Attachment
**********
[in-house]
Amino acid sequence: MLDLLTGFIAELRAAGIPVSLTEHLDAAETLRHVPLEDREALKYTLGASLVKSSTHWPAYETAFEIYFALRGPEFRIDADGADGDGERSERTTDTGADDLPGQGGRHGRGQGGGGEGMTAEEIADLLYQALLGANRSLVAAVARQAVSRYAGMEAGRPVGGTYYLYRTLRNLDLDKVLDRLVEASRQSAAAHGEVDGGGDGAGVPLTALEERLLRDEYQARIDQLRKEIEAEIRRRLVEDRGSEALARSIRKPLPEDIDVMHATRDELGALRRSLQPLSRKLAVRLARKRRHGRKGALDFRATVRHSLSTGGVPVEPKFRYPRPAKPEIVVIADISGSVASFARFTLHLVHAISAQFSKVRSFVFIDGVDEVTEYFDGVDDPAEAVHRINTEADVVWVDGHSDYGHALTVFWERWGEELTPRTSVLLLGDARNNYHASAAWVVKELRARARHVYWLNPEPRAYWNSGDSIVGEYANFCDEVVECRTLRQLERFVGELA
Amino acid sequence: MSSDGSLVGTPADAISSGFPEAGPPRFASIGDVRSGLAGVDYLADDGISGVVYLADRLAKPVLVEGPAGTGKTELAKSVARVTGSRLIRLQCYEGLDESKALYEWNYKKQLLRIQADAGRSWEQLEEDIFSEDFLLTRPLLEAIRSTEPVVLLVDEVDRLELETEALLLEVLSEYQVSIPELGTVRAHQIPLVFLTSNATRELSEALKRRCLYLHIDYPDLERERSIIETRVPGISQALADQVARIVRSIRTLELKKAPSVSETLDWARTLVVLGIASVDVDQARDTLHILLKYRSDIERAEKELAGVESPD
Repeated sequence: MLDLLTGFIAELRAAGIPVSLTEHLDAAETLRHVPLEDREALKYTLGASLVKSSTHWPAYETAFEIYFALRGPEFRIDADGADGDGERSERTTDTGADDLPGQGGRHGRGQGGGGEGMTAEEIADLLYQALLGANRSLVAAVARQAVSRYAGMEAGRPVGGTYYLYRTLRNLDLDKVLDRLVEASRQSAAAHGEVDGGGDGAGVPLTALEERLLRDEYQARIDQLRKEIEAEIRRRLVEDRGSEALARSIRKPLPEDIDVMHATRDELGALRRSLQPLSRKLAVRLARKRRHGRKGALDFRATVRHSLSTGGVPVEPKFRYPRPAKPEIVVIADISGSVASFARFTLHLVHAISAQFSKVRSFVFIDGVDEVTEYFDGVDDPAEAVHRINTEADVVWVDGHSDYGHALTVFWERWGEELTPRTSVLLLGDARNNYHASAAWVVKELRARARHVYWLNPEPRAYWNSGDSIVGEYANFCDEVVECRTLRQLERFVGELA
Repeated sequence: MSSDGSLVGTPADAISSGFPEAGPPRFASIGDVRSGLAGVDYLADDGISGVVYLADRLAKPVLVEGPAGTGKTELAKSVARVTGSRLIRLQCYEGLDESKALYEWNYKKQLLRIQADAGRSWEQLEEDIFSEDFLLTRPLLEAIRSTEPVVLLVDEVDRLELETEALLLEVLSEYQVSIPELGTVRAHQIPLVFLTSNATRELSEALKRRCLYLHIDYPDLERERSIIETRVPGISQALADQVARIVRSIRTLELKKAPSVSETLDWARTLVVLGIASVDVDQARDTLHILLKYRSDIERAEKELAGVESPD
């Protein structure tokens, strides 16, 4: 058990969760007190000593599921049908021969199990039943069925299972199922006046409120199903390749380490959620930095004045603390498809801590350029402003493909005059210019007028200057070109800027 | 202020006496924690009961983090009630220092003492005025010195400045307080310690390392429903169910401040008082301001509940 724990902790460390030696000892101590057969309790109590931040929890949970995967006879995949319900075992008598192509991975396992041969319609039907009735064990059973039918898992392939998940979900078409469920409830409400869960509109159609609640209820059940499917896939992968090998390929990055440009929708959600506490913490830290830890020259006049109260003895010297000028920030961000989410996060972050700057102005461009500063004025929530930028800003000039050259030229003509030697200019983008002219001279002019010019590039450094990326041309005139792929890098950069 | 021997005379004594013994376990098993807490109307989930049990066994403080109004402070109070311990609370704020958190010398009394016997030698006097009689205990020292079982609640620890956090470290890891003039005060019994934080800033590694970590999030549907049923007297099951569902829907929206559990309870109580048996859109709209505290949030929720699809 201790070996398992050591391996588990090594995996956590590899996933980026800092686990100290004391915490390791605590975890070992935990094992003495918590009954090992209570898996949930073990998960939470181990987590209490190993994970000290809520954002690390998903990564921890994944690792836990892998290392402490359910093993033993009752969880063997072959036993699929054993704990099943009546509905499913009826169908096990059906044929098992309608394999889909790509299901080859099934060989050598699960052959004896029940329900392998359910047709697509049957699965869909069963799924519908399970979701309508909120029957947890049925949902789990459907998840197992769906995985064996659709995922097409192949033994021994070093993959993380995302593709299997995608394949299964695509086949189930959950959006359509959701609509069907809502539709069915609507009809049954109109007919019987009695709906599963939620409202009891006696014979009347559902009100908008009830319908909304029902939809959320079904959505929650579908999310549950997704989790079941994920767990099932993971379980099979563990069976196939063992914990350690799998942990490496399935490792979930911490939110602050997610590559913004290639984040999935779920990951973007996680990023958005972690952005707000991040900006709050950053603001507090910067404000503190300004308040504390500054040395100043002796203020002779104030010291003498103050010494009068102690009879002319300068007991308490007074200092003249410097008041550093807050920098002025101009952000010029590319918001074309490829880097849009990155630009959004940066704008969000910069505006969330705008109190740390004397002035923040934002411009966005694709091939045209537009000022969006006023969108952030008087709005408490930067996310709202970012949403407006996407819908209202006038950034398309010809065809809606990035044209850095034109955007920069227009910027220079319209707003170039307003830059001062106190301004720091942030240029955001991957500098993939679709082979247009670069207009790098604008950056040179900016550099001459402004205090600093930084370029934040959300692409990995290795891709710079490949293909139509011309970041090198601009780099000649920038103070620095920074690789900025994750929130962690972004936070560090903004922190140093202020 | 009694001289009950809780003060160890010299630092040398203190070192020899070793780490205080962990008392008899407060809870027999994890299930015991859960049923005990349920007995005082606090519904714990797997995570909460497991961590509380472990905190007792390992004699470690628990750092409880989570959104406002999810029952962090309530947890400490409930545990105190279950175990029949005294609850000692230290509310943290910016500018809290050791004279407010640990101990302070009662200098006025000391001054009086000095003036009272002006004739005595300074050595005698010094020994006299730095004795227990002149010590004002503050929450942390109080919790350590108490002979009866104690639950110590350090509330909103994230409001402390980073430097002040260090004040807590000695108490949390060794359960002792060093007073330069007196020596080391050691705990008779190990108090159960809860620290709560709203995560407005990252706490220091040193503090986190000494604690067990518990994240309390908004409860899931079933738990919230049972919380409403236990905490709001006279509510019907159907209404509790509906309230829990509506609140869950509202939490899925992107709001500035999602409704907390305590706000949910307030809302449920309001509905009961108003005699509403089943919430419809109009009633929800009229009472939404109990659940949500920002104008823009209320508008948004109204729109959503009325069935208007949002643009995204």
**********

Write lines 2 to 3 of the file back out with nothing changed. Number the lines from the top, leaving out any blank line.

Amino acid sequence: MLDLLTGFIAELRAAGIPVSLTEHLDAAETLRHVPLEDREALKYTLGASLVKSSTHWPAYETAFEIYFALRGPEFRIDADGADGDGERSERTTDTGADDLPGQGGRHGRGQGGGGEGMTAEEIADLLYQALLGANRSLVAAVARQAVSRYAGMEAGRPVGGTYYLYRTLRNLDLDKVLDRLVEASRQSAAAHGEVDGGGDGAGVPLTALEERLLRDEYQARIDQLRKEIEAEIRRRLVEDRGSEALARSIRKPLPEDIDVMHATRDELGALRRSLQPLSRKLAVRLARKRRHGRKGALDFRATVRHSLSTGGVPVEPKFRYPRPAKPEIVVIADISGSVASFARFTLHLVHAISAQFSKVRSFVFIDGVDEVTEYFDGVDDPAEAVHRINTEADVVWVDGHSDYGHALTVFWERWGEELTPRTSVLLLGDARNNYHASAAWVVKELRARARHVYWLNPEPRAYWNSGDSIVGEYANFCDEVVECRTLRQLERFVGELA
Amino acid sequence: MSSDGSLVGTPADAISSGFPEAGPPRFASIGDVRSGLAGVDYLADDGISGVVYLADRLAKPVLVEGPAGTGKTELAKSVARVTGSRLIRLQCYEGLDESKALYEWNYKKQLLRIQADAGRSWEQLEEDIFSEDFLLTRPLLEAIRSTEPVVLLVDEVDRLELETEALLLEVLSEYQVSIPELGTVRAHQIPLVFLTSNATRELSEALKRRCLYLHIDYPDLERERSIIETRVPGISQALADQVARIVRSIRTLELKKAPSVSETLDWARTLVVLGIASVDVDQARDTLHILLKYRSDIERAEKELAGVESPD